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Photo by Sabelo Mkhabela.

What Would Legal Weed Look Like in South Africa?

It could be a huge boost to the economy. So why isn't it moving faster?

Last month Lesotho granted the South African company Verve Dynamics a license to grow marijuana for medicinal and scientific purposes making it the first legal weed grown on the continent.


Earlier this year, responding to an application by the Dagga Party to decriminalize marijuana in South Africa, the Western Cape High Court allowed for the possession, cultivation and use of marijuana at home, for private use. The complete legalization of the herb in South Africa is still underway, and at the moment there is no clear timeline or estimated date as when the herb will be legal for all to use.

It must further be noted that the judgement by the Western Cape High Court has up to two years to change the relevant laws before the possession and/or use of the herb is officially decriminalized.

Possession of marijuana in South Africa can earn you up to 15 years in prison, and dealing, up to 25 years.

But what will it mean for the country when weed is legalized?

Many believe it'll be a boon to the economy, leading to the creation of a vibrant new industry and the infrastructure that comes with it. Meanwhile, the country's law enforcement services will save billions of rands in enforcement funds.

This is the view of Vladislav Lakcevic, a UCT MBA student in his thesis, which looked at the economic implications of the legalization of marijuana in the country. Lakcevic believes the national cost of enforcement pertaining to drug-related crime was about R2.6-billion in 2013, and the value of drugs seized was about R117-million.

In a 2016 article published by the Mail & Guardian, Quintin van Kerken of the Anti-drug Alliance of South Africa calculates that, on average, for each drug dealer arrested, 36 users were arrested. He also concludes that about 60kg of the total 97kg of the drugs retrieved was dagga.

It's difficult to predict how marijuana legalization would directly impact the country's economy. The best possible way is to look at how the industry has grown in the USA, where herb is now legal in some states.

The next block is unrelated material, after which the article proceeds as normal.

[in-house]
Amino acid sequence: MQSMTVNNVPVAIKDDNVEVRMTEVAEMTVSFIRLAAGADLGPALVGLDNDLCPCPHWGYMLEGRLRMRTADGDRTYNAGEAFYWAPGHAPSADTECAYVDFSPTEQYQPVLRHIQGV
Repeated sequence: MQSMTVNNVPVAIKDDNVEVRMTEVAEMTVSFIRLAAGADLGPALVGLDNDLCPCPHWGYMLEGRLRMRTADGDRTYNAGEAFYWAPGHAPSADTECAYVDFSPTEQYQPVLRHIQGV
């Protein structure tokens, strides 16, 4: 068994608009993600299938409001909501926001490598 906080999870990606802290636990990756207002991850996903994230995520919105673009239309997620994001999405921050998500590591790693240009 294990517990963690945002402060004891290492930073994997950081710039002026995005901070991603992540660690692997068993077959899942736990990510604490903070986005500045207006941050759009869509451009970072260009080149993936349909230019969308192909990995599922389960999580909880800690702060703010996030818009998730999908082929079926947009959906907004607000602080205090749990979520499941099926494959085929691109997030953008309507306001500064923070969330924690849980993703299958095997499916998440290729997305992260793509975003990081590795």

A study by the Arcview research group concludes that legal market sales are expected to surpass $22-billion by 2020 in the United States despite weed still being classified as an illegal drug on a federal level.

According to Forbes, retail sales of marijuana in the U.S. from 20 jurisdictions were $6.5 billion. That number is projected to grow to $30 billion by 2021.

Again, it's difficult to scale these numbers in a South African context, but it's clear legalization would boost the economy.

One other thing to consider is that medicinal marijuana would call for a more structured industry, thus going a long way to eliminate the black market. This will have an implication on prices of the product, which could benefit the consumer and affect the seller negatively, probably the same way Uber affected traditional metered taxi operators but benefited passengers.

"And given the fact that only scientists would be capable of growing this medicine it must therefore be a given that these plants will be standardised and the only way to do that would be to grow in a clinical environment," wrote Julian Stobbs, director of social activism non-profit organization Fields of Green for All, in an Op-Ed for News24.

From the above, it's clear that the legalization of marijuana would affect the economy positively, but the complications lie in the infrastructure that needs to be built to support the industry.

Interview

A Candid Conversation With Olamide & Fireboy DML

We talk to the Nigerian stars about the hardest lessons they've learned, best advice they've ever been given and what Nigeria means to them.

Olamide and Fireboy DML have been working together for three years, but the first time they sit down to do an interview together is hours after they arrive in New York City on a promo tour.

It's Fireboy's first time in the Big Apple — and in the US — and the rain that's pouring outside his hotel doesn't hinder his gratitude. "It's such a relief to be here, it's long overdue," he tells OkayAfrica. "I was supposed to be here last year, but Covid stopped that. This is a time to reflect and refresh. It's a reset button for me."

Olamide looks on, smiling assuredly. Since signing Fireboy to his YBNL Nation label in 2018, he's watched the soulful young singer rise to become one of Nigeria's most talked-about artists — from his breakout single, "Jealous," to his debut album Laughter, Tears & Goosebumps, hit collabs with D.Smoke and Cuppy, and his sophomore release, Apollo, last year.

Even while he shares his own latest record, UY Scuti, with the world, Olamide nurtures Fireboy's career with as much care and attention as he does his own, oscillating between his two roles of artist and label exec seamlessly. His 2020 album Carpe Diem is the most streamed album ever by an African rap artist, according to Audiomack, hitting over 140 million streams. When Olamide signed a joint venture with US-based record label and distribution company, Empire, in February last year he did so through his label, bringing Fireboy and any other artist he decides to sign along for the ride, and establishing one of the most noteworthy deals on the continent.

Below, Olamide & Fireboy DML speak to OkayAfrica about their mutual admiration for each other, what makes them get up in the morning and how they switch off.

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